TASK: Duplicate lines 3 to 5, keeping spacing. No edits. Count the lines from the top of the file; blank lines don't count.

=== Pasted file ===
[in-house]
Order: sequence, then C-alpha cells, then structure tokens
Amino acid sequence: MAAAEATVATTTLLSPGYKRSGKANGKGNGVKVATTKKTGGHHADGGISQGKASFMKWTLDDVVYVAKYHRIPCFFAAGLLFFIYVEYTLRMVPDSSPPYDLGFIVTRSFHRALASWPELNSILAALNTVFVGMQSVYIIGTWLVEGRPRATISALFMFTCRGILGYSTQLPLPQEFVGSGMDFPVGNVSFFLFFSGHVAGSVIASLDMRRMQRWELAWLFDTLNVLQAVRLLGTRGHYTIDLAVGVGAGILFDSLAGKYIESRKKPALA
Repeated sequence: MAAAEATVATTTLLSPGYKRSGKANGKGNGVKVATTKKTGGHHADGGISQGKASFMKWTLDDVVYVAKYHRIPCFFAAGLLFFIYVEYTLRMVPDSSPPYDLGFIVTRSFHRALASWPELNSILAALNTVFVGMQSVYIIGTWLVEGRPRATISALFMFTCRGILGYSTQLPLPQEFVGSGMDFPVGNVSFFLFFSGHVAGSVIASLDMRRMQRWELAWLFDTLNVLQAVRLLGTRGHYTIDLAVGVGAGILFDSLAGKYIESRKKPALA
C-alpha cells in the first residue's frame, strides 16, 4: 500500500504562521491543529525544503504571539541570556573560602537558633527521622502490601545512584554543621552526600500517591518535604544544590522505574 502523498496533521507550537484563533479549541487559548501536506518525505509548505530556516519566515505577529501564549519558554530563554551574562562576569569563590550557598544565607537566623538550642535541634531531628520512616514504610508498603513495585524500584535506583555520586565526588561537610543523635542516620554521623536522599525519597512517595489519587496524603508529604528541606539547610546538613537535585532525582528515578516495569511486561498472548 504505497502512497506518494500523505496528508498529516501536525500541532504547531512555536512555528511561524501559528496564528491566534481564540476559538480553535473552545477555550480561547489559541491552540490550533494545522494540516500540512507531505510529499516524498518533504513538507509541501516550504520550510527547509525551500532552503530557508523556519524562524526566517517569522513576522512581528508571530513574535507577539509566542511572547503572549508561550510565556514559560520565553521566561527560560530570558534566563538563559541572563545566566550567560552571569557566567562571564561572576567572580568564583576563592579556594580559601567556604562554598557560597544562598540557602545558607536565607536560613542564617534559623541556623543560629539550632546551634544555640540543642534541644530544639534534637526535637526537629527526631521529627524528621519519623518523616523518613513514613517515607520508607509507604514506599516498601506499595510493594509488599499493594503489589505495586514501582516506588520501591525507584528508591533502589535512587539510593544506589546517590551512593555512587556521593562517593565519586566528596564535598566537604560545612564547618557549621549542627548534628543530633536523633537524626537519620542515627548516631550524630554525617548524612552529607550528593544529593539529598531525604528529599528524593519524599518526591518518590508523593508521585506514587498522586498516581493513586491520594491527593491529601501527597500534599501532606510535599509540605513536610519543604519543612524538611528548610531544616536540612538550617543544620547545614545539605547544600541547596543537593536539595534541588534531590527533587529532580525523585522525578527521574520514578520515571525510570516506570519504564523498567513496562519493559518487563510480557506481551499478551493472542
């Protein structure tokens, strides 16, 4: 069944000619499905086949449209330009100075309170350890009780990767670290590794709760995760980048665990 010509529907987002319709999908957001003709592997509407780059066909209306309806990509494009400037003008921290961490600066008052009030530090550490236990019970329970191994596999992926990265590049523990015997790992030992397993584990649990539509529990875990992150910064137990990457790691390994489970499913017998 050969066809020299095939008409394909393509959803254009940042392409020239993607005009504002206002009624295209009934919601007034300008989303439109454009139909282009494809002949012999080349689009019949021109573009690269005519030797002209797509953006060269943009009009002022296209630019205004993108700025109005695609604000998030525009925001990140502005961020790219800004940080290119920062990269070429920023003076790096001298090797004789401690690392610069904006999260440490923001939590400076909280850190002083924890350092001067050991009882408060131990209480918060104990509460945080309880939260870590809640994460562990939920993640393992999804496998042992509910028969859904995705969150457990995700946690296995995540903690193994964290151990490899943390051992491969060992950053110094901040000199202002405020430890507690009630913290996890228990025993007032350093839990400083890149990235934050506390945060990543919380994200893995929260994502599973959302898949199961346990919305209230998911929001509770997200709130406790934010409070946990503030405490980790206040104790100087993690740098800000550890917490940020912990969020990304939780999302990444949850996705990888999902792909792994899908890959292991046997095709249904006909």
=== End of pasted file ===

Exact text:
Amino acid sequence: MAAAEATVATTTLLSPGYKRSGKANGKGNGVKVATTKKTGGHHADGGISQGKASFMKWTLDDVVYVAKYHRIPCFFAAGLLFFIYVEYTLRMVPDSSPPYDLGFIVTRSFHRALASWPELNSILAALNTVFVGMQSVYIIGTWLVEGRPRATISALFMFTCRGILGYSTQLPLPQEFVGSGMDFPVGNVSFFLFFSGHVAGSVIASLDMRRMQRWELAWLFDTLNVLQAVRLLGTRGHYTIDLAVGVGAGILFDSLAGKYIESRKKPALA
Repeated sequence: MAAAEATVATTTLLSPGYKRSGKANGKGNGVKVATTKKTGGHHADGGISQGKASFMKWTLDDVVYVAKYHRIPCFFAAGLLFFIYVEYTLRMVPDSSPPYDLGFIVTRSFHRALASWPELNSILAALNTVFVGMQSVYIIGTWLVEGRPRATISALFMFTCRGILGYSTQLPLPQEFVGSGMDFPVGNVSFFLFFSGHVAGSVIASLDMRRMQRWELAWLFDTLNVLQAVRLLGTRGHYTIDLAVGVGAGILFDSLAGKYIESRKKPALA
C-alpha cells in the first residue's frame, strides 16, 4: 500500500504562521491543529525544503504571539541570556573560602537558633527521622502490601545512584554543621552526600500517591518535604544544590522505574 502523498496533521507550537484563533479549541487559548501536506518525505509548505530556516519566515505577529501564549519558554530563554551574562562576569569563590550557598544565607537566623538550642535541634531531628520512616514504610508498603513495585524500584535506583555520586565526588561537610543523635542516620554521623536522599525519597512517595489519587496524603508529604528541606539547610546538613537535585532525582528515578516495569511486561498472548 504505497502512497506518494500523505496528508498529516501536525500541532504547531512555536512555528511561524501559528496564528491566534481564540476559538480553535473552545477555550480561547489559541491552540490550533494545522494540516500540512507531505510529499516524498518533504513538507509541501516550504520550510527547509525551500532552503530557508523556519524562524526566517517569522513576522512581528508571530513574535507577539509566542511572547503572549508561550510565556514559560520565553521566561527560560530570558534566563538563559541572563545566566550567560552571569557566567562571564561572576567572580568564583576563592579556594580559601567556604562554598557560597544562598540557602545558607536565607536560613542564617534559623541556623543560629539550632546551634544555640540543642534541644530544639534534637526535637526537629527526631521529627524528621519519623518523616523518613513514613517515607520508607509507604514506599516498601506499595510493594509488599499493594503489589505495586514501582516506588520501591525507584528508591533502589535512587539510593544506589546517590551512593555512587556521593562517593565519586566528596564535598566537604560545612564547618557549621549542627548534628543530633536523633537524626537519620542515627548516631550524630554525617548524612552529607550528593544529593539529598531525604528529599528524593519524599518526591518518590508523593508521585506514587498522586498516581493513586491520594491527593491529601501527597500534599501532606510535599509540605513536610519543604519543612524538611528548610531544616536540612538550617543544620547545614545539605547544600541547596543537593536539595534541588534531590527533587529532580525523585522525578527521574520514578520515571525510570516506570519504564523498567513496562519493559518487563510480557506481551499478551493472542